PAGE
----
“I know you are. I didn’t know what I needed. I didn’t know what to ask for.”

As we sat and talked I told them how I’d considered cancelling the “Express Yourself” event. Amy gently reminded me of why I wanted to have the celebration. She said, “It is a lovely idea to honor Jordan’s memory by being with friends who love your family and who loved Jordan. Don’t over think it. It will be what it will be.” She and Jeanne went on to tell me that if at any point I got overwhelmed then I could go home, even if I only stayed for 5 minutes.

Once I accepted help and expressed my apprehension and confusion, I was met with such generous spirits. I watched as my apprehension turned to excitement. Amy and Jeanne deemed themselves the food committee and told me they’d have everything ready the night of the celebration. Julie kept in touch with Jordan’s friends and they planned the performances that would occur. I put myself in charge of tablecloths, candles, and of reminding myself when I felt down that celebrating and honoring Jordan was a source of energy and light. I held on to those feelings and looked forward to an evening spent with friends, many of whom I hadn’t congregated with since the memorial service.

On August 14th, friends and family gathered at the “Express Yourself” event. We looked at pictures of Jordan where we couldn’t help but smile. The spread of food was enough to feed an army and included cupcakes lovingly made by Lindsay and Kendall. The music playing in the background was from Jordan’s IPod. Throughout the evening people signed the “Express Yourself” guestbook and made donations to “Jordan’s Fund.” The evening of performances started with listening to “Jordan’s Rap” which I cry every time I hear. Hearing his deep, beautiful voice I imagine what wonderful things he would have done in this world. Julie read a poem written by Lindsay, which talked about the shade in her heart since Jordan’s smile is gone. Merrick and Jordan’s friends performed hip-hop and jazz music. I listened to the words of Jordan’s sister and watched Jordan’s brother captivate the room and I knew Jordan was proud.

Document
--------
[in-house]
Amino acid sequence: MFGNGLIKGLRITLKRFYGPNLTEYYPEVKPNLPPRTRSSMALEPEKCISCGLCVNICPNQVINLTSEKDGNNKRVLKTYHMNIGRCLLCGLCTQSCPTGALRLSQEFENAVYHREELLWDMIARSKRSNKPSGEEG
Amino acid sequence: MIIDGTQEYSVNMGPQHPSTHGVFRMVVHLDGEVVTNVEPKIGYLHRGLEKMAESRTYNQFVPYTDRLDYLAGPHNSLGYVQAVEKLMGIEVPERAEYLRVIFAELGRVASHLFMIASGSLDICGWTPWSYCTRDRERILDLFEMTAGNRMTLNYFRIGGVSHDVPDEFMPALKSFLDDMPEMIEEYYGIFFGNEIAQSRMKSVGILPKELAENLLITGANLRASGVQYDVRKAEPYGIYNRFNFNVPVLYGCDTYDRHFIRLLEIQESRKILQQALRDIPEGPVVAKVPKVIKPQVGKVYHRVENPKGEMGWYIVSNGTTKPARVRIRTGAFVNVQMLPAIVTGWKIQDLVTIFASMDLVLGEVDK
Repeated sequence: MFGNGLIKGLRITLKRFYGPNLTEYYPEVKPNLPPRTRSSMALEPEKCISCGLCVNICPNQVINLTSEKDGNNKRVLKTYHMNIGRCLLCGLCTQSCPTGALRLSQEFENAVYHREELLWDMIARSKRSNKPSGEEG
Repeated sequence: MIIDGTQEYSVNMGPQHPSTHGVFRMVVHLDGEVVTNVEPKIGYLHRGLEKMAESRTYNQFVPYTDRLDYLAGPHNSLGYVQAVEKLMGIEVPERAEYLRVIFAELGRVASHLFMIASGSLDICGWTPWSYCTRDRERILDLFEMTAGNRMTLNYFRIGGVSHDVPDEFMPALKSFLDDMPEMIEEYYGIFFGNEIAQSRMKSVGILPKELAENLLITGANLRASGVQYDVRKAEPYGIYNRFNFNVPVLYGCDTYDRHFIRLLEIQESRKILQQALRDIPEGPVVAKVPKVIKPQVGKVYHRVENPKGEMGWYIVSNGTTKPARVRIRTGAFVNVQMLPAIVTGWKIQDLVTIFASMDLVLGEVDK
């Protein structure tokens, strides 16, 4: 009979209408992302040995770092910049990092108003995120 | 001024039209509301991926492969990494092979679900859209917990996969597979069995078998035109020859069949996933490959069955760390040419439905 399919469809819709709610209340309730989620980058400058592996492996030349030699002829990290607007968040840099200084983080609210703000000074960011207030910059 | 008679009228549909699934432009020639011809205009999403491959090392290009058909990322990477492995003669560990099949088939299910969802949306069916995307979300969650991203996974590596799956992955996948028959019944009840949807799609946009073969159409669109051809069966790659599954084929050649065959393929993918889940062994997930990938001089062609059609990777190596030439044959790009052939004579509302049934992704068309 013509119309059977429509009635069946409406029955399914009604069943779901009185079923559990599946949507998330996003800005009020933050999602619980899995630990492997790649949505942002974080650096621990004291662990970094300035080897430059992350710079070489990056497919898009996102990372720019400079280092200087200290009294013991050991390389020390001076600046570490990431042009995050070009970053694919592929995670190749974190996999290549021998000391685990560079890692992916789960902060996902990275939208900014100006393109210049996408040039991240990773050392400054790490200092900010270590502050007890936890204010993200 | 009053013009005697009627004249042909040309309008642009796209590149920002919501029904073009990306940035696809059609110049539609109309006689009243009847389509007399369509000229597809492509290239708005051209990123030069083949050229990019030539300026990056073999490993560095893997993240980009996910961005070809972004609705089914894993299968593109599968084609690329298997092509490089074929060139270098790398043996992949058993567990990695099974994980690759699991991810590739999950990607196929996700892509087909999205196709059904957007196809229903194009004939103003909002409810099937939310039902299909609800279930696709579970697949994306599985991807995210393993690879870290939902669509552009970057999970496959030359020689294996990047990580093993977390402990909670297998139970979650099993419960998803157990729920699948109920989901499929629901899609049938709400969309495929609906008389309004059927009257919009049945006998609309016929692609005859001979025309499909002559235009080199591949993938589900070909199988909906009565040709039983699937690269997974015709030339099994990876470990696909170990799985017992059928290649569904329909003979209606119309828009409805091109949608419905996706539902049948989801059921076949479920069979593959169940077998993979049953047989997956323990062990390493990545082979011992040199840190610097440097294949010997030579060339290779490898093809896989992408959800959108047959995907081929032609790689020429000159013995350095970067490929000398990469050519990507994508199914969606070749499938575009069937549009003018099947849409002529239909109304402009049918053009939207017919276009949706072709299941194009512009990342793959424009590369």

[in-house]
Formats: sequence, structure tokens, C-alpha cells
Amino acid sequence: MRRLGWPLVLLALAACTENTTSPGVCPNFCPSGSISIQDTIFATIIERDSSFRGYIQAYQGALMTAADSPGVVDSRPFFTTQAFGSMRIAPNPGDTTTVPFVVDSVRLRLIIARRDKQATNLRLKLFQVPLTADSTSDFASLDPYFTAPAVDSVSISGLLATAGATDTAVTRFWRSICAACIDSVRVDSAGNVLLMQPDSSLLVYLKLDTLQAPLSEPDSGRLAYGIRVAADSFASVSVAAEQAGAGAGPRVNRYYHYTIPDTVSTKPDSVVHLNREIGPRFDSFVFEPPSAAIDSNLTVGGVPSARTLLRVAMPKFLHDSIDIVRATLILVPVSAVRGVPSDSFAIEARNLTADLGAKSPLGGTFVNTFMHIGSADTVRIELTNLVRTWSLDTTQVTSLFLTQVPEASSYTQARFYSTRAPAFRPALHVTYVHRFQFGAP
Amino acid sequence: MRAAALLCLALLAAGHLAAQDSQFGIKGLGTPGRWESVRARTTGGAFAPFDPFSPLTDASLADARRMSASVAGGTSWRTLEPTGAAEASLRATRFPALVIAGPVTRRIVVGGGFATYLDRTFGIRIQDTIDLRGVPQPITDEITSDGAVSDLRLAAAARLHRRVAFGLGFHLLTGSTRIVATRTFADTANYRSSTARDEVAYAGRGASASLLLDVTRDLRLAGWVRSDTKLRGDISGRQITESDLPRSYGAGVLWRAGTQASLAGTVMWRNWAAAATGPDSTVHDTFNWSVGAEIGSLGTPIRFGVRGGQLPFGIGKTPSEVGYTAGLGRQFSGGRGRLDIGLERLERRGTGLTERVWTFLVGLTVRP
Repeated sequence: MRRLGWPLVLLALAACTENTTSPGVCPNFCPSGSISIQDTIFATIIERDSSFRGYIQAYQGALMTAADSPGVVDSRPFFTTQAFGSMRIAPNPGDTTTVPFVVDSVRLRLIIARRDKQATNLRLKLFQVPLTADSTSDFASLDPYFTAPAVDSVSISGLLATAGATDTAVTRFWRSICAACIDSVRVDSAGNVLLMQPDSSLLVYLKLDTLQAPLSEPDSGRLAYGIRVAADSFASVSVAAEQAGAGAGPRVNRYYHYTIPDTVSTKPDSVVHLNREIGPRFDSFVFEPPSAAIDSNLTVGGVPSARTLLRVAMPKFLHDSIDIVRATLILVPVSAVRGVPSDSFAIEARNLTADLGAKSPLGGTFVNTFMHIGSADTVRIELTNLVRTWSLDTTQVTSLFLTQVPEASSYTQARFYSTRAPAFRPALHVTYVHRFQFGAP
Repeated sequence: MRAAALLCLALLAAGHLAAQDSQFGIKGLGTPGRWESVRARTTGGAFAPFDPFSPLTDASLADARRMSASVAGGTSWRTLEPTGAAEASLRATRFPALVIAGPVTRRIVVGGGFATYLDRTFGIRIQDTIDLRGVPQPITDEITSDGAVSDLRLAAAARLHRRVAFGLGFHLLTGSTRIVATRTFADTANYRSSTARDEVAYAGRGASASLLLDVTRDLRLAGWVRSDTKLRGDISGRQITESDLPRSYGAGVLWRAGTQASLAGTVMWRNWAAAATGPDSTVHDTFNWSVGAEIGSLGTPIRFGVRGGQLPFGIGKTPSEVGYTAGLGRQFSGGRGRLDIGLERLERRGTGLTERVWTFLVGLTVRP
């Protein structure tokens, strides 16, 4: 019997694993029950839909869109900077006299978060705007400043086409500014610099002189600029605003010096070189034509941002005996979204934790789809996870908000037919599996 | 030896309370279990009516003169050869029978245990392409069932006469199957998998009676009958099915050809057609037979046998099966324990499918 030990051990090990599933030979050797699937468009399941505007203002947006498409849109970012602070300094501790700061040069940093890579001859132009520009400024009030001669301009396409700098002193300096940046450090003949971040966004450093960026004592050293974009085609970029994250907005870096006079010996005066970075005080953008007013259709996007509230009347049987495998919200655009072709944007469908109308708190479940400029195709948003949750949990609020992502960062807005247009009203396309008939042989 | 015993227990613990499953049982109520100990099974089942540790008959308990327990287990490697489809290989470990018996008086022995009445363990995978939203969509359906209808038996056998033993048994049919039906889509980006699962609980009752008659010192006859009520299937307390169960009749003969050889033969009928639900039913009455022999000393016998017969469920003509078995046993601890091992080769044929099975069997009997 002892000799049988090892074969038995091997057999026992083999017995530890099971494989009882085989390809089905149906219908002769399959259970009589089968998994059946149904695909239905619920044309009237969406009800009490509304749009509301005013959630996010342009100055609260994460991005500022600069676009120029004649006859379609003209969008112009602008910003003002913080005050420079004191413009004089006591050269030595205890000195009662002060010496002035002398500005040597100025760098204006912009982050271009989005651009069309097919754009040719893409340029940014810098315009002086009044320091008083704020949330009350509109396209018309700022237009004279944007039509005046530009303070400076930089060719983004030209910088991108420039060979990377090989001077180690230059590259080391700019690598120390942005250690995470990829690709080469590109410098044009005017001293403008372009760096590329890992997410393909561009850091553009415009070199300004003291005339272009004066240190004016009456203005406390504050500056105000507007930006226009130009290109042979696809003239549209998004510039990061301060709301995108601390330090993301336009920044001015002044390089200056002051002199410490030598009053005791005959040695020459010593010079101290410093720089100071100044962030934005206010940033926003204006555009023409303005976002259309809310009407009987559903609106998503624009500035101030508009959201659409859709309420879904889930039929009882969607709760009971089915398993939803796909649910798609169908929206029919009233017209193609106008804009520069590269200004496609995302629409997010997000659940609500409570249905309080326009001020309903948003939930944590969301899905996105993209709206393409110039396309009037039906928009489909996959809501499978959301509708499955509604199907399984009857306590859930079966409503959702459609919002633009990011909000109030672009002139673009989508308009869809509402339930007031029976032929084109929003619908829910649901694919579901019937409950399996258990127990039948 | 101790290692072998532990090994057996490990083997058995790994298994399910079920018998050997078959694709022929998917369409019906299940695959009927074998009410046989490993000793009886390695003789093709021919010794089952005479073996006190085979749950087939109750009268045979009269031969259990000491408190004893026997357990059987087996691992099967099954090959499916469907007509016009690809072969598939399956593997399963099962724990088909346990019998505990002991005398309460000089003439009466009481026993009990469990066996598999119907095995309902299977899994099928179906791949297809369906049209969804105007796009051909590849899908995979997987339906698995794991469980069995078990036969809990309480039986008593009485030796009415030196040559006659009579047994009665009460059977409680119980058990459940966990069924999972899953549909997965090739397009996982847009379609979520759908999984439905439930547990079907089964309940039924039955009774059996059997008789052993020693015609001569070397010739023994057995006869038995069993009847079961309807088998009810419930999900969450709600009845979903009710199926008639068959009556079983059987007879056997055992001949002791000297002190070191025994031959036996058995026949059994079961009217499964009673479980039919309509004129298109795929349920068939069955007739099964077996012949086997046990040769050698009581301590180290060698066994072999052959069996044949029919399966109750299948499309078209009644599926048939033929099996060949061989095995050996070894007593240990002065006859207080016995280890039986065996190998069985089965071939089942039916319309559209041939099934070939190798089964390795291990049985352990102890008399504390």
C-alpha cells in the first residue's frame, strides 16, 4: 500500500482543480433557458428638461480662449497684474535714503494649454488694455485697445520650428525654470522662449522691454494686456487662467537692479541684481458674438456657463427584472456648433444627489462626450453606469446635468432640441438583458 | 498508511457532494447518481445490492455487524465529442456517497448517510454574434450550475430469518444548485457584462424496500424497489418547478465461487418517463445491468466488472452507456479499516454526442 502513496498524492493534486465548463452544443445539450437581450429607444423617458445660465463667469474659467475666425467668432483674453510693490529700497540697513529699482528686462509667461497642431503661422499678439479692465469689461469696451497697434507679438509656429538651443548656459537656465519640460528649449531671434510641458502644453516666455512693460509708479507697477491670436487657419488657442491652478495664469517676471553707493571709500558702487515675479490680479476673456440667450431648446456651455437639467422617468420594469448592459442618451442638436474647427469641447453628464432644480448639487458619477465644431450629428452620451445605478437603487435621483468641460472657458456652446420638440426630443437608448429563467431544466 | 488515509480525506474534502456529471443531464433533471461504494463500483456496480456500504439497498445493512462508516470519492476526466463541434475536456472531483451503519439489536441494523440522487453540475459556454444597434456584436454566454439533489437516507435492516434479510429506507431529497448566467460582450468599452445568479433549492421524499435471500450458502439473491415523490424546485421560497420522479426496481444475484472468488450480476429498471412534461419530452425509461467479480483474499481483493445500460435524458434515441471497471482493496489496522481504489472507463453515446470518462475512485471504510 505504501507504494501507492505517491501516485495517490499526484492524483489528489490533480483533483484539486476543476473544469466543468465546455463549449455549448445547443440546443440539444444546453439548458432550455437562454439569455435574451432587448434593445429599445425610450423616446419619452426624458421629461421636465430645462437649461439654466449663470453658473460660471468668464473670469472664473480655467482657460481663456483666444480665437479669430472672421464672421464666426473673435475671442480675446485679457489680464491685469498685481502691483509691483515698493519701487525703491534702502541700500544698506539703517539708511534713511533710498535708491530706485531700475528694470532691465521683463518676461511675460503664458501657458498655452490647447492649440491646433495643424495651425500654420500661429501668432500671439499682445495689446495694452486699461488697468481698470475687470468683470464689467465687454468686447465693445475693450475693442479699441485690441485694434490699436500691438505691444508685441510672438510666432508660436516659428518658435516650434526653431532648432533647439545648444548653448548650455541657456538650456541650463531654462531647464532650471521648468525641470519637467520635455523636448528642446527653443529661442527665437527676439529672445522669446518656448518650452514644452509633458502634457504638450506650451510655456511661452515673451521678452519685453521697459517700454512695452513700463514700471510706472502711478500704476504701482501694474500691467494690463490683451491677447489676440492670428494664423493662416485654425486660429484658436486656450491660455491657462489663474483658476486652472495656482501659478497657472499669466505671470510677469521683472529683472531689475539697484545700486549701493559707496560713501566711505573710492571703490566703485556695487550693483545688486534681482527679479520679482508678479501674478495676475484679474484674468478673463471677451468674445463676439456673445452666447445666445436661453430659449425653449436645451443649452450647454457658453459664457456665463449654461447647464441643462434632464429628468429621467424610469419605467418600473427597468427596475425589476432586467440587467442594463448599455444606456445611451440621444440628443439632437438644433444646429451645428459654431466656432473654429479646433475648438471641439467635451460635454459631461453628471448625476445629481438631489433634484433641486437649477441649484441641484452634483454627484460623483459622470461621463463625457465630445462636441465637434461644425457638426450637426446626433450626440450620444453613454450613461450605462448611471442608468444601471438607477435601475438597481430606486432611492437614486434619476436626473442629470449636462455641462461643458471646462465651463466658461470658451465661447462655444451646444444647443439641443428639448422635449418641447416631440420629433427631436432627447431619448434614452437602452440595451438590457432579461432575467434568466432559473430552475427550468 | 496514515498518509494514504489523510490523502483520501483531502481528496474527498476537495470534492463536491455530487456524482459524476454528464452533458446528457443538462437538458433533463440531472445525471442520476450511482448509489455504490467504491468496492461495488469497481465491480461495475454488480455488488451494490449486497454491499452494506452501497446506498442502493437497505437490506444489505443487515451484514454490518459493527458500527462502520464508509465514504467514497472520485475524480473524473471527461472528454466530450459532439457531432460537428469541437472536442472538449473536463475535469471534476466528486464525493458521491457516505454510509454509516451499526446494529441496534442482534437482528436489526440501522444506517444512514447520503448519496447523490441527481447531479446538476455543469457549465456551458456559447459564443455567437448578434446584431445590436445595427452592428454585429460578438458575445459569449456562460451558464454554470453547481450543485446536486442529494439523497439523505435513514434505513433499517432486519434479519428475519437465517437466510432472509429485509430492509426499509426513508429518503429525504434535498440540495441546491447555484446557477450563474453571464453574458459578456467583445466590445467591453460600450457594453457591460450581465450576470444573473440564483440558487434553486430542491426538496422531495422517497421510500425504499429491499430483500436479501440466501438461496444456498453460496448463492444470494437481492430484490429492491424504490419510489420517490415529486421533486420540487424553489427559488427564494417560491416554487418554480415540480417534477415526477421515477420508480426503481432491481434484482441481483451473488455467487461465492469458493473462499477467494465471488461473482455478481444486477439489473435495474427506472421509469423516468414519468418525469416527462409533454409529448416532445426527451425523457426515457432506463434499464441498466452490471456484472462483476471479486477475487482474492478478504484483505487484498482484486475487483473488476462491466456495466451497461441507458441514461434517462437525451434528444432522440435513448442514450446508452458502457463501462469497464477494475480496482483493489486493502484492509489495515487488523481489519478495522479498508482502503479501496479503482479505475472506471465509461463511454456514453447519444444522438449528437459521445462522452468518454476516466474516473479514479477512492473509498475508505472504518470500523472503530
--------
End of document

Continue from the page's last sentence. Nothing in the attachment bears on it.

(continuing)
Julie sang accompanied on saxophone by Jordan’s friend Lucas, “Look to the Mountain,” a beautiful song she and her husband wrote over 20 years ago upon hearing of the death of one of our dear high school friends David Saidel. She talked of the irony in singing again a song about a wondrous life that ended too soon. Later in the evening, Lucas with his brother Nick on clarinet and friend Jack on bass played, \”All Blue\”“a selection from Miles Davis’s, “Kind of Blue” album. Lucas introduced the piece by saying that it always reminded him of Jordan and him driving around together. He said that Jordan was his only friend that he could listen to jazz with, and they both loved Miles Davis. I took a turn as well, reading in a shaky voice “To Jordan on His 21st Birthday.” It was a good and necessary thing to socialize, laugh and cry with those who love my family and I. All those in attendance had their own sweet, memories of Jordan, which they so eloquently conveyed. I left that evening feeling grateful to be a proud, humbled, still hopeful mother of four.

Collage I made of pictures of Jordan that make me smile. The center picture of Jordan holding the sparkler and singing is my favorite.

Merrick and Jordan's friend Billy preparing to perform. Mark is acting as DJ

Preparing to read my letter to Jordan

Party Planning

I’m planning two parties right now, a sleepover for my daughters and a gathering for family and friends to honor my son Jordan. The paradox is not lost on me. My twin daughters’ birthday is exactly a week before Jordan’s birthday. My girls will turn 11 on August 2nd. Jordan would be 21 on August 9th. Sometimes I have to shake my head to clear my thoughts enough to do such parallel planning. I want my daughters birthday to be special and silly and fun just as 11-year old girls are. I’m putting extra care into their party because this year their attention has been more focused on their brother’s birthday rather than their own.